That focus on market relevance and career readiness has prompted SIIT to initiate collaborations with Indigenous communities, organizations, and governments, in addition to other post-secondary institutions and industry partners to build opportunities for student education and employment. At the same time, the institution works closely with Indigenous leaders and elders to ensure that its programs and services meet expressed need, support capacity-building at the community level, and empower First Nation peoples as they take a leadership role in the economic growth of their communities.

Creating training opportunities in plant-based processing

SIIT sees Canada’s plant-based food and ingredients sector as a growth industry for First Nation people across the province. Recently, SIIT developed an innovative micro-credential program designed to give First Nation learners the chance to build skills and take advantage of opportunities in plant-based food and ingredient processing. The program is the result of a collaboration with the Whitecap Dakota First Nation, with  a co-investment from Protein Industries Canada, one of the key partners in Palette Skills’ Automation and Digital Agriculture Specialist program. The micro-credential was developed in partnership with industry stakeholders across the country and includes networking opportunities with business leaders in the food processing sector, First Nation Elders, Chiefs and Council, and youth. 

In addition to the program’s core curriculum, these combined experiences mean that students will have the skills needed to take advantage of opportunities in Canada’s growing plant-based food and ingredients sector, at the same time as helping meet the sector’s growing labour shortage.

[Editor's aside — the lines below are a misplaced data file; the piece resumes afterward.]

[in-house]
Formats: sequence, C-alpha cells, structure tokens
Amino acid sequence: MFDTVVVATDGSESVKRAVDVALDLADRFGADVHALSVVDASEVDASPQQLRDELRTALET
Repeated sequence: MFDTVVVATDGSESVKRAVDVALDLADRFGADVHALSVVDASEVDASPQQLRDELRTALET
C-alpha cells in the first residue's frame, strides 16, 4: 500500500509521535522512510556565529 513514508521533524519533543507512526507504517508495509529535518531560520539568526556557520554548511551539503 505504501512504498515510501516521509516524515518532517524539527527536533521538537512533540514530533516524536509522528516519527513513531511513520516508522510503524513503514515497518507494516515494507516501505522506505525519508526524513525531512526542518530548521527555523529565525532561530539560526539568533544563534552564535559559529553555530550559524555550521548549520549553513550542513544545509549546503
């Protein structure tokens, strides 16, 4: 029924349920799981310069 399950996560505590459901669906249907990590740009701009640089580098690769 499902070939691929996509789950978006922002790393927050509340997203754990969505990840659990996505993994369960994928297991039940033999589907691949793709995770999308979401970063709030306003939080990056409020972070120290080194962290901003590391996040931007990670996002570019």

Mobile innovation and entrepreneurship

Meanwhile, SIIT recently announced the launch of the Pawâcikêwikamik Indigenous Innovation Accelerator, with support from Sustainable Development Technology Canada. Pawâcikêwikamik is a Plains Cree word that means ‘a lodge supporting those who dream’. The initiative is dedicated to empowering grassroots First Nation entrepreneurship and innovation no matter where they live in Saskatchewan.

SIIT believes that First Nation peoples have always embodied both innovation and tradition. The Pawâcikêwikamik Indigenous Innovation Accelerator is designed to help a new generation of First Nation changemakers continue to look for ways to combine traditional knowledge with game-changing ideas, so they can build new opportunities for their peoples and communities.

Through a variety of initiatives – including a newly renovated state-of-the-art MakerLodge space at SIIT’s Saskatoon Campus, a Mobile MakerLodge, an Indigenous Innovator-in-Residence program, access to non-repayable microgrants for Indigenous entrepreneurs to help start or scale their businesses, as well as a variety of community and youth-focused initiatives – Pawâcikêwikamik offers a space for people to explore, create, and collaborate.

SIIT uses two vehicles to bring Mobile MakerLodge initiatives to First Nation communities across the province. From 3D printers, drones, hydroponics towers, virtual reality equipment, and more, the technology kits and training give communities the chance to explore innovative technologies.

Through the SIIT Pawâcikêwikamik Indigenous innovation accelerator, SIIT is able to continue building capacity and empowering First Nation peoples as they assume a leadership role in the economic growth of their communities and share their gifts and teachings with the world.